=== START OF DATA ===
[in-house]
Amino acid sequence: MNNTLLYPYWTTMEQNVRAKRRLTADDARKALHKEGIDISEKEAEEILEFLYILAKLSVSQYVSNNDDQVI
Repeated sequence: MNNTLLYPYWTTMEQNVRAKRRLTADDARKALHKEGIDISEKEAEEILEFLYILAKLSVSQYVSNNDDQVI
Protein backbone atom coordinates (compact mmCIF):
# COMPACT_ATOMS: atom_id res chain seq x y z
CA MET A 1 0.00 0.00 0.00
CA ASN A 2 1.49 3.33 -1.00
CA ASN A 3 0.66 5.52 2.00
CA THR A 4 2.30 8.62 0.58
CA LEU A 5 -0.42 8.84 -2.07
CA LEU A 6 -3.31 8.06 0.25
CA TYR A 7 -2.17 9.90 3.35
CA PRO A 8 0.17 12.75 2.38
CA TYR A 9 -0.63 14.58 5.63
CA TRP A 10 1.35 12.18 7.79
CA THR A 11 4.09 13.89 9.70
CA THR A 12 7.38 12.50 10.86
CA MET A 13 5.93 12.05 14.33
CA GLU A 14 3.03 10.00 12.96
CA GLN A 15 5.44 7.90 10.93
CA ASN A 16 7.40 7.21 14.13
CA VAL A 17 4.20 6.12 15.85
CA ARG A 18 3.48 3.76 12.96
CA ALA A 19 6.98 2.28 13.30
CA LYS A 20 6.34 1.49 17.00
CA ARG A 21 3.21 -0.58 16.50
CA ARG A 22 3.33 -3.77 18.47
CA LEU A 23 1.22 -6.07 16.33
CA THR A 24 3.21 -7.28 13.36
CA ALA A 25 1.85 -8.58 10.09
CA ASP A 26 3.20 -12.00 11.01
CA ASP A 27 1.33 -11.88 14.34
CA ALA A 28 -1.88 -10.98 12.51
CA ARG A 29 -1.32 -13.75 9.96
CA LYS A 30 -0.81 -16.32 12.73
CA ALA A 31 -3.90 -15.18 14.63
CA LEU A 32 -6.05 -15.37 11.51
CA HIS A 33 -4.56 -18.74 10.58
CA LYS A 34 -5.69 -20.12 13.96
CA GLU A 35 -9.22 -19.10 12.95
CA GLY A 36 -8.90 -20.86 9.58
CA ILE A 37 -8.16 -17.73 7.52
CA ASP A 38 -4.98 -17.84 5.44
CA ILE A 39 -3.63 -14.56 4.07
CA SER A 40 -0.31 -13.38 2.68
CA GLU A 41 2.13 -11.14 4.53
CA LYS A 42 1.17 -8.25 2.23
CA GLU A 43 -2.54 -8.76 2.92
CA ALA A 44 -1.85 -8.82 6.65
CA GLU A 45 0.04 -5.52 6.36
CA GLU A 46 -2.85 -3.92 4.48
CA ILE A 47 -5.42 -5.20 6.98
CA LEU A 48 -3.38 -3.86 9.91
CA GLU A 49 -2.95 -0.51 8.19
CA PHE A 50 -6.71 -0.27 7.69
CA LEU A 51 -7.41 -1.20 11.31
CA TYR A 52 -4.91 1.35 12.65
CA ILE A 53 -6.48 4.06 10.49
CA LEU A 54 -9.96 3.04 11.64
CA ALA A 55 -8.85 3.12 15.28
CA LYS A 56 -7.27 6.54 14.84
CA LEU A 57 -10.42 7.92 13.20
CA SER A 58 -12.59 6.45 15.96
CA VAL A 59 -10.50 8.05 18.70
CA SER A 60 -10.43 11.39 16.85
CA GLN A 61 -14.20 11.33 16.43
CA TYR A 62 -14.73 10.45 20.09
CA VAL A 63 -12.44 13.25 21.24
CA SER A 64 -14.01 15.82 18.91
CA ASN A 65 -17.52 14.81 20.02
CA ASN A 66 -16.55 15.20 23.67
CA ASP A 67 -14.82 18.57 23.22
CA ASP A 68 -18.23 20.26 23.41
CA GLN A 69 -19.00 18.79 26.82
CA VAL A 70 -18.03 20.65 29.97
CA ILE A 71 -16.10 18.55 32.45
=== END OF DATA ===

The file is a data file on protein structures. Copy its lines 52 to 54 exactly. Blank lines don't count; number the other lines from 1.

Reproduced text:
CA ILE A 47 -5.42 -5.20 6.98
CA LEU A 48 -3.38 -3.86 9.91
CA GLU A 49 -2.95 -0.51 8.19